Otter Unit Test Framework User Guide

Version 00.03

Applicaton otter image


Big Picture
Setting Up a Basic Application
Using the Framework
Assert methods
Handling Exceptions expectations
Contact information


This document aims to explain how to use the Otter Unit Test Framework. You will notice that this tool is quite similar to the JUnit Framework. Therefore, whoever is accustomed with JUnit will have no problem adapting to this framework.

Big Picture

Here is a summary on how to put the framework to work.

  1. Acquire the compacted framework (zip) in the framework sourceforge link, unzip it and put the OtterUnitTestFramework.dll in a "safe place".
  2. Open the solution you wish to use this framework. Then, create a Windows Application Project in it. This solution will hold all the tests to be executed. Add to this solution the OtterUnitTestFramework.dll you put in a "safe place", as a project reference.
  3. Create a Test class and write the tests methods inside it. You may create as many Test classes as you wish.
  4. In the main method, get an instance of the framework application, register the Test classes you created and run the application.

Setting Up a Basic Application

Now, a detailed explanation on how to use the framework will be given. In order to ease the learning process, the explanation will be based on an small example which you can get by clicking here.

Firstly, you need to go to the sourceforge project web site, download the framework zip file and extract the OtterUnitTestFramework.dll.

After that you need create a Windows Application Project in your solution. As stated before, a sample application will be used through the whole document, thus it is assumed that the application you are creating is called OtterUsageSample inside a solution called OtterUsageSample just as the sample application.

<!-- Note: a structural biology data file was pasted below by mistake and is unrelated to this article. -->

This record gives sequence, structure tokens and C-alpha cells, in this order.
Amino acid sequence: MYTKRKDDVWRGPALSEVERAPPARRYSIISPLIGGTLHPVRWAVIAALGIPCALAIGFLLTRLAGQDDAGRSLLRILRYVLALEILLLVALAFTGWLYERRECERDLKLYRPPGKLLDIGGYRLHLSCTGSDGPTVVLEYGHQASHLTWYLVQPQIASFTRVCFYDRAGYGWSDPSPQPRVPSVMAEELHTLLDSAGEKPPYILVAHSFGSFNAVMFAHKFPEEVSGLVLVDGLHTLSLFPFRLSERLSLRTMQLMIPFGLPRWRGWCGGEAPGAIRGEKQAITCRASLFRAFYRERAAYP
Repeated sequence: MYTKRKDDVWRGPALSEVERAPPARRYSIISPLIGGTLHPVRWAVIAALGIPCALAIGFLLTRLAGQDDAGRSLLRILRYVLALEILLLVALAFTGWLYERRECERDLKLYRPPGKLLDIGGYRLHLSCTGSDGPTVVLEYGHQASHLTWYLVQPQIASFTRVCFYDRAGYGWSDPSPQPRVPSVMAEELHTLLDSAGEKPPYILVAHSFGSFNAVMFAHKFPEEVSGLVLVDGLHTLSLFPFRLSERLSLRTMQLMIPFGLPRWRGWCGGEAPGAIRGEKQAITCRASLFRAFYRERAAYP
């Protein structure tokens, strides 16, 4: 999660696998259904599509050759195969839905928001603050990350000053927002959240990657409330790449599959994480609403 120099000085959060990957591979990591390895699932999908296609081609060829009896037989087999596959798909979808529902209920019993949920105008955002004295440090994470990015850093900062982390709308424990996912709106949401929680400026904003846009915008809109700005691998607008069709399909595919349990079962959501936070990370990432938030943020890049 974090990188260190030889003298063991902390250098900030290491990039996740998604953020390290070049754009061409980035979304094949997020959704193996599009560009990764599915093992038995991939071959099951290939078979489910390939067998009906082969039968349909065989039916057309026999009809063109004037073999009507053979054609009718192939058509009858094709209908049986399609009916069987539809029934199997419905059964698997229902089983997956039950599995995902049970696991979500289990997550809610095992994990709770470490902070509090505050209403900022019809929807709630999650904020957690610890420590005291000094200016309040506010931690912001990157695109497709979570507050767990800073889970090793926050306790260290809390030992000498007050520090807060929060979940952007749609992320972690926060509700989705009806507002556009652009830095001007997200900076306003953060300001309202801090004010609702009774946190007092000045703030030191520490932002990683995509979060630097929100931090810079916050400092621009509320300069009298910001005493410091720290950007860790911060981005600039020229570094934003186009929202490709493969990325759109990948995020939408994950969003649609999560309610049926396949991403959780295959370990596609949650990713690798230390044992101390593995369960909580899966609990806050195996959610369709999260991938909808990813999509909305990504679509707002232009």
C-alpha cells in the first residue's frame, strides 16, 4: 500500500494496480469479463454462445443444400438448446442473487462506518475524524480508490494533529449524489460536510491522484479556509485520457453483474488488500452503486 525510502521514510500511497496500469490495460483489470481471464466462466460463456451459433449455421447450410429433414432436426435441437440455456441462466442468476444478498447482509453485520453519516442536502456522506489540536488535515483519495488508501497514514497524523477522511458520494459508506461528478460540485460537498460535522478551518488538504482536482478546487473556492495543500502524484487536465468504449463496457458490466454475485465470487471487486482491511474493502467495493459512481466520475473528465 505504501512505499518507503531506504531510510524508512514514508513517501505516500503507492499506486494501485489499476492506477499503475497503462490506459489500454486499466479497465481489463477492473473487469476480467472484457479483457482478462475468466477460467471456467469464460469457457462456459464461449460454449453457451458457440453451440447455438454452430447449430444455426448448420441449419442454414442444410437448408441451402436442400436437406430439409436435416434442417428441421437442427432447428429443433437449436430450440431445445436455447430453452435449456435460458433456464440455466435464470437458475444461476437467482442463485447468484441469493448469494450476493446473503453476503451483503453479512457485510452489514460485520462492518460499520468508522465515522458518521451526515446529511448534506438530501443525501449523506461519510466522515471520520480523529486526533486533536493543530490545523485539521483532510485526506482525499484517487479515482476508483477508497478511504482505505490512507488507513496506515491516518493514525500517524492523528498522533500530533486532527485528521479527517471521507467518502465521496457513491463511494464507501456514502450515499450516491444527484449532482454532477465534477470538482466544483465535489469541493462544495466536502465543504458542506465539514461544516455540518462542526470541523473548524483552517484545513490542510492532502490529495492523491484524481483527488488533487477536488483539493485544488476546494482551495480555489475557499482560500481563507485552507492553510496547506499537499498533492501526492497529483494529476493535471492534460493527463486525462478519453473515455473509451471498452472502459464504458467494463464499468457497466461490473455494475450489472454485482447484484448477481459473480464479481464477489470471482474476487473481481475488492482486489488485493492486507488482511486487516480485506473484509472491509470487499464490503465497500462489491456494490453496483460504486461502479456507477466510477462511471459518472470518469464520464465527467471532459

The next step is to add the OtterUnitTestFramework.dll as a reference to the application. In order to do so, right-click in the OtterUsageSample application and select Add Reference.... Then, select the Browse tab and fetch the OtterUnitTestFramework.dll. In the sample application you can find the OtterUnitTestFramework.dll in the lib directory.

Now that you have the reference to the framework, it is time to create a Test class. In the sample application, it was created in the directory test and was called TestCaseSample.cs. The implementation is shown in Figure 1.

OtterUsageSample.test.TestCaseSample class
Figure 1: Implementation of TestCaseTemplate

Note that the class TestCaseSample implements OtterUnitTestFramework.Public.Test.TestCaseTemplate. By doing so, the implemented class is considered a Test Case class. After that, test methods are needed. In order to create them, make methods which follow the rules below:

Note that there is nothing unusual about the implemented methods (tester-methods). They simply call other methods - the ones to be tested. Also observe that OtterUnitTestFramework.Public.Assert class calls several static methods. They serve the purpose of testing expressions. For instance, if you call Assert.IsTrue(EXPRESSION> and the tested EXPRESSION is false, the tester-method will fail (otherwise it will succeed). This is how methods, or their results are tested, they are evaluated as an expression.

See in Figure 1 that the method TestCaseExecuteMethod runs the method DoNothing of the class Sample. In case no exception is thrown, the test will pass, otherwise it will fail. Note that the method DoNothing was tested.

Again, in Figure 1 the method TestCasePassAssertions makes several assertions using Assert methods. In case all of them pass, the test will succeed, otherwise it will fail. In this case, all evaluated expressions are successful resulting in a tester-method which has passed. Again, observe that methods (and object values) called by the Assert methods were tested.

On the other hand, the method TestCaseFailAssertions executes only faulty assertions. This obviously will result in a test failure.

An interesting tester-method is the TestCaseExpectException. Its goal is to test a method which throws an exception, more specifically, SampleException. In case SampleException is thrown the method passes, otherwise it fails. Thus, in this case the test is successful.

You should have observed that the there are two methods which do not follow the tester-methods rules - they are the StartUp and TearDown methods. You must have also perceived that they are overridden methods. They have the following purpose.

Note that in the example of Figure 1 the Startup method always creates an instance of Sample whereas the TearDown set it to null. In real-life-testing-situations, these methods are useful for opening and closing resources which are used in every tester-method.